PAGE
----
The upcoming Mercedes-Benz SL is nearly here and these are some of its juiciest details.
The final testing for the next-generation Mercedes-Benz SL (Super-Leicht or Super Light in English) is currently underway, and while many things are still undisclosed, Mercedes-Benz has revealed some interesting details about the sports car that will showcase how far it has deviated from its previous generations.
Firstly, the upcoming SL will only be the third model lineup in Mercedes' current vehicle portfolio to sport a Mercedes-AMG only moniker, after the GT and GT four-door coupe. Okay, there is the SLS coupe, but that car no longer exists in Mercedes showrooms.
Secondly, this will be the first time any SL will be made available with an all-wheel-drive system (4MATIC+), which is probably a good idea considering rumours suggesting that the car will come with 800hp and 1000Nm in its highest variant. The roadster variant will also apparently be offered with a 4-cylinder turbocharged engine under that long iconic hood design which is a bit of a letdown, but a necessary evil.
The model lineup should comprise of the SL 43, SL 53 4Matic, SL 63 4Matic and SL 73 4Matic+. Engine options should also span four, six and eight cylinders. All powertrains are expected to be electrified using Mercedes' mild-hybrid 48-volt technology, while the 800hp powered car should be getting a super high-tech plug-in hybrid system taken from Mercedes' Formula 1 cars.
Last but not least, the upcoming SL will apparently be a 2+2 seating arrangement sports car, which will see it becoming a better rival to the BMW 8 Series Cabriolet and Porsche's 911 Cabriolet. As we all know, the upcoming SL shares its underpinnings with Mercedes-AMG's second-generation GT so it makes sense to offer more seats in the SL as the GT is already a two-seater sports car.
Since the SL is in its final stages of testing, we can perhaps expect a debut of the car by the end of the year. Also, since everyone is under the presumption that electric cars are the future, this will probably be the last SL to come with an internal combustion engine.
In the spirit of celebrating ICE-powered SLs, let's take a look back at some of the previous iterations of the legendry Super-Leicht.
W198 and W121 (1954-1963)
The 'gullwing' 300SL is probably the most iconic SL of all time, which is why all of the other SLs after it had a lot to live up to. The sleek and smooth exterior design of the car is truly timeless and although by today's standards its 215PS doesn't seem like much, it was a rapid machine back in the fifties. Imagine having a 215PS rated engine back in the fifties, where even the muscliest of muscles cars from America only had around 135PS. The 300SL was also Mercedes' first road-legal sports car.
Next up in the line of SLs is the W113 SL or more commonly known as the Pagoda SL. It received its iconic nickname due to the hardtop version's resemblance to an Asian temple.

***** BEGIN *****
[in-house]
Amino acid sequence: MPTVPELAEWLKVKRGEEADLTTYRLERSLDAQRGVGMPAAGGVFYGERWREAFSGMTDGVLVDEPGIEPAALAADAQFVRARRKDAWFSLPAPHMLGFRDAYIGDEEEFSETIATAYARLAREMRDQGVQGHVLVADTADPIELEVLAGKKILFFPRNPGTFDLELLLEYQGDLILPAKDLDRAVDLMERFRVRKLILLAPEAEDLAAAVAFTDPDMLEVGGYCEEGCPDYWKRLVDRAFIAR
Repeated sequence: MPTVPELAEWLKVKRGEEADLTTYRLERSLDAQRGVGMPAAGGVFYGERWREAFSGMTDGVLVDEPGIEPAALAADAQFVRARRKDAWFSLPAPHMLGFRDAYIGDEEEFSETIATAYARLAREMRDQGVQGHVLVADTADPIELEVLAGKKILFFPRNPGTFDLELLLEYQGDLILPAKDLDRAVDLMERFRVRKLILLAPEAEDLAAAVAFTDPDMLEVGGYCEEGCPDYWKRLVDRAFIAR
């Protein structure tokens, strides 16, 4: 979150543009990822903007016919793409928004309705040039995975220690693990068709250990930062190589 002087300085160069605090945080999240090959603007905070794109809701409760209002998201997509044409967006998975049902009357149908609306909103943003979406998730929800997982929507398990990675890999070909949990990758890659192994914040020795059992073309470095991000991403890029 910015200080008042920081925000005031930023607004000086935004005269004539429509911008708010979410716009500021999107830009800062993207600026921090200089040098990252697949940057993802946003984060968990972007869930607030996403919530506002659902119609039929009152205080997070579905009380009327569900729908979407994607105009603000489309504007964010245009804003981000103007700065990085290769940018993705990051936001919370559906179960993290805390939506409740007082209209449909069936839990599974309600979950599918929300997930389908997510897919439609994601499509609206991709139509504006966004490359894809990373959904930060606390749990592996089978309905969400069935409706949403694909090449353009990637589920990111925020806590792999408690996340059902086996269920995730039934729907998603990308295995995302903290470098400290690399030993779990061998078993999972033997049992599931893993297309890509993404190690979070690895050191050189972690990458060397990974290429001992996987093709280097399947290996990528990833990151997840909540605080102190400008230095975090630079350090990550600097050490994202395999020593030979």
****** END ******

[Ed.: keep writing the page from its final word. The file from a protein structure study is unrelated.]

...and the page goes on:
The R107 SL will always be known as the SL with the highest production volume to date. Mercedes and its fans loved it so much, they continued making it for 18 years. This was also the first SL to get safety technological advances in the form of crumple zones, deformable switches and stronger A-pillars. This was also the first time Mercedes introduced a 500SL which featured 240HP.
The R129 Mercedes-Benz SL mostly had the same underpinnings as the legendary Mercedes W124, but it did introduce some groundbreaking technological advancement in a sports car such as automatic sensor-controlled roll-over bars and adaptive dampers. The main talking points about the R129 was actually its engine options as this was the first time AMG had a hand in pimping an SL out after it got officially absorbed into Mercedes. There was the SLs 55 AMG, 60 AMG, and the 7.3-litre SL73 AMG which had 518HP.
The R230 will always be known as the first SL to be equipped with a hardtop folding roof. It was introduced to the media in Hamburg in 2001. The flagship SL600 had a bonkers twin-turbo V12 that pushed out 500bhp.
In our opinion, out of all the SLs, this is probably the least distinctive SL in terms of design, however, to some, they considered this SL prettier than the previous generation. Its aluminium body shell weighs around 110 kilograms less than its predecessor, but the heavy usage of clever electronic systems gave the car a 1.7-tonne rating. Interestingly, Mercedes introduced a 'FrontBass' system in the car which uses the cavities in the aluminium body structure to help with bass resonance.
Before you leave us, why not drop a comment telling us which SL is your favourite. We know the Gullwing is the grail SL, but realistically the R129 would be an achievable classic SL to purchase which makes it our favourite. But that's just us, what about you? Modern or classic SL?